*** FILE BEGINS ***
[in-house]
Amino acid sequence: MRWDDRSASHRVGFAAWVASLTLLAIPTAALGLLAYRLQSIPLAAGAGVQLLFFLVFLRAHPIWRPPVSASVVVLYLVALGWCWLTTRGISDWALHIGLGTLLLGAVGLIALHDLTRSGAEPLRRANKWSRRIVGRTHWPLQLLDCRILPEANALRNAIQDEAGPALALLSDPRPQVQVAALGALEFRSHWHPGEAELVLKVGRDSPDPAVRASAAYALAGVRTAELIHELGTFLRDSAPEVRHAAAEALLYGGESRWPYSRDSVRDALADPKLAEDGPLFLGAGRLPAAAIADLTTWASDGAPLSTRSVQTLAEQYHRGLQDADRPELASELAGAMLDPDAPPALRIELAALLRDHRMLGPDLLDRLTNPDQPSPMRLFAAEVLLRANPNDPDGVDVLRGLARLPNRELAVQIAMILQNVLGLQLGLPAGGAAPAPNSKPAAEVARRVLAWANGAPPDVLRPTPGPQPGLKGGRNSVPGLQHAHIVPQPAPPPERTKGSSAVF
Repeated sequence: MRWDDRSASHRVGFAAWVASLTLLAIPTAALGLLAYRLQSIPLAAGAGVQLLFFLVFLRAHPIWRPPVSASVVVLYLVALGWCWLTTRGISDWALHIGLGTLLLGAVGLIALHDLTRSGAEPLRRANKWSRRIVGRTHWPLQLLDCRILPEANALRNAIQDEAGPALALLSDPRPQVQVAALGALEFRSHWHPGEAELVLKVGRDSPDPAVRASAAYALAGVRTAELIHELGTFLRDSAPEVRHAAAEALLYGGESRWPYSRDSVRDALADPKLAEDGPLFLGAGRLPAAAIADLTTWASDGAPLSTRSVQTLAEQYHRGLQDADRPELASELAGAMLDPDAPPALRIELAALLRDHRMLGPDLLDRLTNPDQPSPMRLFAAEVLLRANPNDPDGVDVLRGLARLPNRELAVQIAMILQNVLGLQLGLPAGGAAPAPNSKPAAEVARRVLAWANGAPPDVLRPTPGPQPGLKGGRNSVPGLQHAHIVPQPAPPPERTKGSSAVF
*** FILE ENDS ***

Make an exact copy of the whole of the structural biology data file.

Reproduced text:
[in-house]
Amino acid sequence: MRWDDRSASHRVGFAAWVASLTLLAIPTAALGLLAYRLQSIPLAAGAGVQLLFFLVFLRAHPIWRPPVSASVVVLYLVALGWCWLTTRGISDWALHIGLGTLLLGAVGLIALHDLTRSGAEPLRRANKWSRRIVGRTHWPLQLLDCRILPEANALRNAIQDEAGPALALLSDPRPQVQVAALGALEFRSHWHPGEAELVLKVGRDSPDPAVRASAAYALAGVRTAELIHELGTFLRDSAPEVRHAAAEALLYGGESRWPYSRDSVRDALADPKLAEDGPLFLGAGRLPAAAIADLTTWASDGAPLSTRSVQTLAEQYHRGLQDADRPELASELAGAMLDPDAPPALRIELAALLRDHRMLGPDLLDRLTNPDQPSPMRLFAAEVLLRANPNDPDGVDVLRGLARLPNRELAVQIAMILQNVLGLQLGLPAGGAAPAPNSKPAAEVARRVLAWANGAPPDVLRPTPGPQPGLKGGRNSVPGLQHAHIVPQPAPPPERTKGSSAVF
Repeated sequence: MRWDDRSASHRVGFAAWVASLTLLAIPTAALGLLAYRLQSIPLAAGAGVQLLFFLVFLRAHPIWRPPVSASVVVLYLVALGWCWLTTRGISDWALHIGLGTLLLGAVGLIALHDLTRSGAEPLRRANKWSRRIVGRTHWPLQLLDCRILPEANALRNAIQDEAGPALALLSDPRPQVQVAALGALEFRSHWHPGEAELVLKVGRDSPDPAVRASAAYALAGVRTAELIHELGTFLRDSAPEVRHAAAEALLYGGESRWPYSRDSVRDALADPKLAEDGPLFLGAGRLPAAAIADLTTWASDGAPLSTRSVQTLAEQYHRGLQDADRPELASELAGAMLDPDAPPALRIELAALLRDHRMLGPDLLDRLTNPDQPSPMRLFAAEVLLRANPNDPDGVDVLRGLARLPNRELAVQIAMILQNVLGLQLGLPAGGAAPAPNSKPAAEVARRVLAWANGAPPDVLRPTPGPQPGLKGGRNSVPGLQHAHIVPQPAPPPERTKGSSAVF